After Nana died, a young man came to Hospice House to pick her up. His name was Levi, and he could not have been much older than my Travis. He made such an impression on me; the old, bereavement obsessed nurse who demands her coworkers leave the room if they "can't handle" a grieving family. Levi asked me if I would like to help get Nana ready for the ride. Memories of my Gramps getting wheeled out of his bedroom in a bag make my stomach turn even to this day, but I pushed that thought away and told Levi "of course, I wanted to help." Together Levi and I picked up all 85 pounds of Nana and wrapped her in a soft sheet. I reached for the blanket to put over her and looked for the body bag that I knew had to be hiding discreetly under it. No body bag. Levi smiled at me as he said "we don't need one, she will be fine". Levi gave me space as I pulled the blanket up, kissing Nana one last time and telling her how much I loved her. Together we clicked the seat belts over her and tightened them up around her little body. He maneuvered her gently out of the room and out of the tasteful bay-jeh walls of Hospice House. I spun on my heel and grabbed my things and walked into the bright morning sun to drive home, swiping the tears off my cheeks with my fist.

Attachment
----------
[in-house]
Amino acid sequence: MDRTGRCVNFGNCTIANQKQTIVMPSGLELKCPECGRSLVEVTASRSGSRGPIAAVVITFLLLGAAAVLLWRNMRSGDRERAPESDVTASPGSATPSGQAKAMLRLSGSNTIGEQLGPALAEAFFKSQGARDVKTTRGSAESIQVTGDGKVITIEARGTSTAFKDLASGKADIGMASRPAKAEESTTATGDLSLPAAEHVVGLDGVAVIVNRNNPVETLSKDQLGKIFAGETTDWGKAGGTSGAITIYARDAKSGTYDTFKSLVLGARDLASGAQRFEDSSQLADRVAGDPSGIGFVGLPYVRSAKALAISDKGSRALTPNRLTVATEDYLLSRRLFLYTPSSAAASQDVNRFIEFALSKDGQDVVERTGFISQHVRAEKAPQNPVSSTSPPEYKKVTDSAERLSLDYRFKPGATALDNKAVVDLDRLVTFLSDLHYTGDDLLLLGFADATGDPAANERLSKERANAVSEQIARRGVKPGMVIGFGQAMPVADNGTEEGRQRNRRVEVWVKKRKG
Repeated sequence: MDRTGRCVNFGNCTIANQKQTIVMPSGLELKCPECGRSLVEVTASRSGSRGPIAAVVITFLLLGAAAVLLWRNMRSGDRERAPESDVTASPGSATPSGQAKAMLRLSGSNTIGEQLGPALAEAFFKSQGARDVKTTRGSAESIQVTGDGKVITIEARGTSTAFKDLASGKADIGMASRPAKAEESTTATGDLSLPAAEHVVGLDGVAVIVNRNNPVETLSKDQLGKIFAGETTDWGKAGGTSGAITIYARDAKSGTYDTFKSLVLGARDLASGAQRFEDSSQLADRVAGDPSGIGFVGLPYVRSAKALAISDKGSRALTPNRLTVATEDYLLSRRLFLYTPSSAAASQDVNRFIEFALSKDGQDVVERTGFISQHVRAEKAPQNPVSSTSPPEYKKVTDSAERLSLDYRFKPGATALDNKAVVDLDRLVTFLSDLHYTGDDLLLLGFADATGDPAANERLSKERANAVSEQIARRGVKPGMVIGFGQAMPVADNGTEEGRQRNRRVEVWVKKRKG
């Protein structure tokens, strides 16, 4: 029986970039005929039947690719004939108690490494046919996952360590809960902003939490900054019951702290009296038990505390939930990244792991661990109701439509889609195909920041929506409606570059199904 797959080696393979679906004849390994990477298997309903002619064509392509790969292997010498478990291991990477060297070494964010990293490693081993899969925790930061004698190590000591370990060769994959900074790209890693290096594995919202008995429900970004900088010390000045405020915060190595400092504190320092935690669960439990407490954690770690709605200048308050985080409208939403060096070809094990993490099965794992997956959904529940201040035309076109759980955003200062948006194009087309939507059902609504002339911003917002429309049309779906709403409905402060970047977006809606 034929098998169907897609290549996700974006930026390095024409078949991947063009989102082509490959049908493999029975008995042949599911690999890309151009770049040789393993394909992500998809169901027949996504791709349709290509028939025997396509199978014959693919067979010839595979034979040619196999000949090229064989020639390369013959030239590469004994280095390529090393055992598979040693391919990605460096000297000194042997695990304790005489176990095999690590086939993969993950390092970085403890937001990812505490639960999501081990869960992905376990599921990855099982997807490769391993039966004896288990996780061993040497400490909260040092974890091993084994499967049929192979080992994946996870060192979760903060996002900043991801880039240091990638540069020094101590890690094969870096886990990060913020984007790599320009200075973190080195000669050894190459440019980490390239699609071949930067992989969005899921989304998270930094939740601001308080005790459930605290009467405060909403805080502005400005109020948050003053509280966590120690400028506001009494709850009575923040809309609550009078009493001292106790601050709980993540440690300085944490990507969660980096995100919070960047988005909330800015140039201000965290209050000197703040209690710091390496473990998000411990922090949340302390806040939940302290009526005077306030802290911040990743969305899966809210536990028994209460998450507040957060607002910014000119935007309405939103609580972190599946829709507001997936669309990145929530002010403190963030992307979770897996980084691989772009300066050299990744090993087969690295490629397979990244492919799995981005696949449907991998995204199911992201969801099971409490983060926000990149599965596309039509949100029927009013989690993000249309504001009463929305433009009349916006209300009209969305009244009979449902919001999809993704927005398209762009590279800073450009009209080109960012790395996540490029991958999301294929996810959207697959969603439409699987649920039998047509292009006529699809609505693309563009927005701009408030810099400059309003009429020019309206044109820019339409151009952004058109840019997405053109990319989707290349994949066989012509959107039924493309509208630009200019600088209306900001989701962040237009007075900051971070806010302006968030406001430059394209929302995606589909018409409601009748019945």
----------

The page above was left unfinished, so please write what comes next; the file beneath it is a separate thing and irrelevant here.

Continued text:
As I pulled onto the road, I had the wintery waters of the Black River on my left and the memories of three months of long drives, nursing homes and tears on my right. Neither option appealed to me so I looked ahead. I sighed, wondering how those three months came spiraling down to end like this; no Nana riding shotgun, no errands left to run, no panicked reminders that the light in front of me "might just turn yellow any second". The realization that an enormous chunk of my life was now traveling the opposite direction in a hearse hit at the exact time I looked up to see them: two swans, flying along over my car for five, maybe ten seconds before they broke off for the river. Two swans who were not the cardinals I always swore represented my Gramps. Two swans who knew that cardinals would have been too small to see through my tears and who wanted me to know that finally, almost twenty years later, they were together again and would always watch over me.
I drove home to the people that are my world, ready to continue making memories.